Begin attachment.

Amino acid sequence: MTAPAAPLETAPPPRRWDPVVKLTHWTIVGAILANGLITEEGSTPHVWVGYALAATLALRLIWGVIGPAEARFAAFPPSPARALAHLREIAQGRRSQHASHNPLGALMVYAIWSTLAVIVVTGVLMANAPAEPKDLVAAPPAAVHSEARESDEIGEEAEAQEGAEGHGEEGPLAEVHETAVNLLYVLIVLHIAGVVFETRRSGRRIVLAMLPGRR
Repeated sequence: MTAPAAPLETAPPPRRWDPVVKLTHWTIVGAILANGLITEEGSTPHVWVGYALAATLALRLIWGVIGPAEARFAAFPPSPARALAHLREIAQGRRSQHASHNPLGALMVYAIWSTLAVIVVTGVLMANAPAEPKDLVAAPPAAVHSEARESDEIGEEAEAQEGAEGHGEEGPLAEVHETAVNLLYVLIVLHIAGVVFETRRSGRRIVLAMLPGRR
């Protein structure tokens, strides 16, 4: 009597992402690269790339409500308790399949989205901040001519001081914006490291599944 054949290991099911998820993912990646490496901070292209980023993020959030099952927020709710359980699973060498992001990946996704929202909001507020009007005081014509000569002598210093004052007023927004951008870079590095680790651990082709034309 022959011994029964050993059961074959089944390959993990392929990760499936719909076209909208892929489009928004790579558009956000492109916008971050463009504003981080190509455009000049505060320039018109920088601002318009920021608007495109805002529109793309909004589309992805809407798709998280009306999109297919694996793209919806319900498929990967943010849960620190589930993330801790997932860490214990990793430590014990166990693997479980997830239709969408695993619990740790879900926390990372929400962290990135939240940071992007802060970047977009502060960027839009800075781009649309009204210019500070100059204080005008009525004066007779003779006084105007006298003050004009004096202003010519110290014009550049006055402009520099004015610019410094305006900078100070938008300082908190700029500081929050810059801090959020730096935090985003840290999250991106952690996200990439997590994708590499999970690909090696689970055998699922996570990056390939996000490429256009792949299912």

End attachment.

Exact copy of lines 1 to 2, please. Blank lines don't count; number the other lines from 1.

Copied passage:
Amino acid sequence: MTAPAAPLETAPPPRRWDPVVKLTHWTIVGAILANGLITEEGSTPHVWVGYALAATLALRLIWGVIGPAEARFAAFPPSPARALAHLREIAQGRRSQHASHNPLGALMVYAIWSTLAVIVVTGVLMANAPAEPKDLVAAPPAAVHSEARESDEIGEEAEAQEGAEGHGEEGPLAEVHETAVNLLYVLIVLHIAGVVFETRRSGRRIVLAMLPGRR
Repeated sequence: MTAPAAPLETAPPPRRWDPVVKLTHWTIVGAILANGLITEEGSTPHVWVGYALAATLALRLIWGVIGPAEARFAAFPPSPARALAHLREIAQGRRSQHASHNPLGALMVYAIWSTLAVIVVTGVLMANAPAEPKDLVAAPPAAVHSEARESDEIGEEAEAQEGAEGHGEEGPLAEVHETAVNLLYVLIVLHIAGVVFETRRSGRRIVLAMLPGRR